No advertisement for a (human-powered) translation service could possibly do a better job than this image of a sign in China that was produced even though, apparently, the automated translation service used failed epically. For those in China who do not speak English, making an error like this is entirely feasible. After all, if the tables were turned, would an\ English speaking person with no knowledge of Chinese language be able to discern the difference between one hieroglyphic-like Chinese symbol over another?
State Farm erected some Chinese Theatre-style installations above a busy local car wash on Sunset Blvd. The vibe is very Mao meets car salesman. Overhead, banners read, "Experience peace of drive."
Hrrm. Going Zen behind the wheel is cool while your car's getting sudsy, but it's a fine line between clearing your mind and falling asleep while in transit. Though if a meditative trance does guide you to someone else's bumper, I have no doubt State Farm will appear at your side, genie-style, with a smile and a very big abacus.
More photos here and here.
Now that Ray-Ban has all but used up its viral video tricks, its now turned to culture jammer Ron English who recently unveiled a giant billboard in New York, part of the brand's Project Colorize campaign. To add to the unveiling, flash mobs (yes, like trucker hats, they go on and on) were organized beneath the billboard to simply look up and stare at the board...while wearing Ray-Bans, of course.
Animal has pictures and a video of a New York Post interview with Ron English
Check out the Aquafresh interactive mobile, complete with virtual tooth-brushing games and free teeth cleaning duds.
The only thing that would make it cooler would be if you could step inside a giant mouth and bounce on its big foamy tongue while getting slightly high on a fresh-breath smell.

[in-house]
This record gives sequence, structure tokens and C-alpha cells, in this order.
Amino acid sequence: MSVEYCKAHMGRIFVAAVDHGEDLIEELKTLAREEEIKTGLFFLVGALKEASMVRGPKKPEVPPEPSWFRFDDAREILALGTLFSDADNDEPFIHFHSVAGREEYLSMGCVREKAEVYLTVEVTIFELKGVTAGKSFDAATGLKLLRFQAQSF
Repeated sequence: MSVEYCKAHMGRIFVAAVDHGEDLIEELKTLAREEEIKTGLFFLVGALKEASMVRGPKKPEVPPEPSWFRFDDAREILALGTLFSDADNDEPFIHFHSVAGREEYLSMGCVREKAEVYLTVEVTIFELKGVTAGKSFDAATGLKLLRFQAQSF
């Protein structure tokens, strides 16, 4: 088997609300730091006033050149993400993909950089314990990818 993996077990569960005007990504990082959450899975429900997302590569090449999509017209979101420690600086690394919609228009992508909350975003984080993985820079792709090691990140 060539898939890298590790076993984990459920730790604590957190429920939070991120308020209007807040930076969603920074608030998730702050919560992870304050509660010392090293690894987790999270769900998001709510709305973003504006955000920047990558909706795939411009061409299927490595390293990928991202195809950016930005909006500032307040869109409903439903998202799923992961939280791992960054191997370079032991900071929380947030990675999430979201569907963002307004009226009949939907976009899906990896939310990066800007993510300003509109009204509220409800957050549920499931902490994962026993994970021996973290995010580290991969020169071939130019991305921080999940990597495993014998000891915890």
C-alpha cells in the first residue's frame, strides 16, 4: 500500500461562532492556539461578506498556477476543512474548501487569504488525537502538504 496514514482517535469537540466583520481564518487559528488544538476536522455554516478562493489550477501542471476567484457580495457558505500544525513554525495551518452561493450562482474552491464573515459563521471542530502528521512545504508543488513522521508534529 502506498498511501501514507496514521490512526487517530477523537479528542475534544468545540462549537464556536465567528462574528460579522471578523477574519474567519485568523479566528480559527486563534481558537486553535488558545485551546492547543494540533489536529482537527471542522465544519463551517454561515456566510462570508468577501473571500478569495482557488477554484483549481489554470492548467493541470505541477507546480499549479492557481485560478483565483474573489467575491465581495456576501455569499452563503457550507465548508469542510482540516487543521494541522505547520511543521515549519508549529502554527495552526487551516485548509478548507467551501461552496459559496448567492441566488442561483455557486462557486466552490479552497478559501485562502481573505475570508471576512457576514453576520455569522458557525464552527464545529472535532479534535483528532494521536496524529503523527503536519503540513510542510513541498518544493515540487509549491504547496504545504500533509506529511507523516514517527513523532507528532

Philly's doing this "single-stream recycling" thing, a convenience ploy to make urbanites more earth-friendly.
Single-stream recycling is when you take all recyclable goods and put them in one bin. We've been doing that in Walnut Creek for years. Here's what ends up happening: everyone disregards the rules and starts putting damn-well whatever they please into those bins.
- Th1ng was chosen to whore "London's outstanding cultural and business successes" and "its film industry and talent" for the London 2012 Olympic Games. Sounds like hard times in the Mother Country.
- With the launch of Facecard, edo teaches Millennials how to confuse money with plastic. I wish I'd had a self-interested big brother who cared enough to teach me how to charge. Oh wait, I did: Wells Fargo.
Here's a bit of ambient street work for you. To promote a local farmer's market, Portland, Oregon-based Owen Jones & Partners placed plastic linings in the shape of carrots around the bottoms of several trees on a city block. In addition to the linings which make the trees look like carrots, the agency also placed placards over the antennae of automobiles throughout the city making them look like scrumptious barbecued vegetable skewers.
To promote certain houses on the Village Homes lot (Denver, CO), marketing director Barb Anderson said the company used a kiddie-ride. You know, like the coin-op space ships at grocery stores.
"One of the important influencers on a home purchase is the kids. At the end of the day ... the home with the kiddie ride is sure to get remembered by the home-buyer family," she said.
Gimmicky, but I can see the charm.
Kiddie Rides USA (KRUSA) of Denver, CO provides machines for this and other interested parties (doctors offices, car dealerships and reporters in midlife crises have also tried them). KRUSA also claims to be the last indy kiddie ride company left in the country.
- Lifetime's Army Wives poster becomes Iraq Wives courtesy of a few pranksters who've recently also pranked boards for the move The Happening and Get Smart.
- That lawsuit Naked Cowboy filed against Mars Inc. for making a blue M&M look like a cowboy is moving ahead.
- A pig stuck between two buildings somehow promotes Crest Glide dental floss.
- The Federal Communications Agency will launch a study to examine product placement on television which Reuters reports increased 13 percent from 2006 to 2007.
When you're up on scaffolding dealing with the details of erecting a billboard, it pays to occasionally step back and view the big picture. In this case, the giant "cock" lording over those attending the Will Smith Hancock movie premiere last night in London's Leicester Square.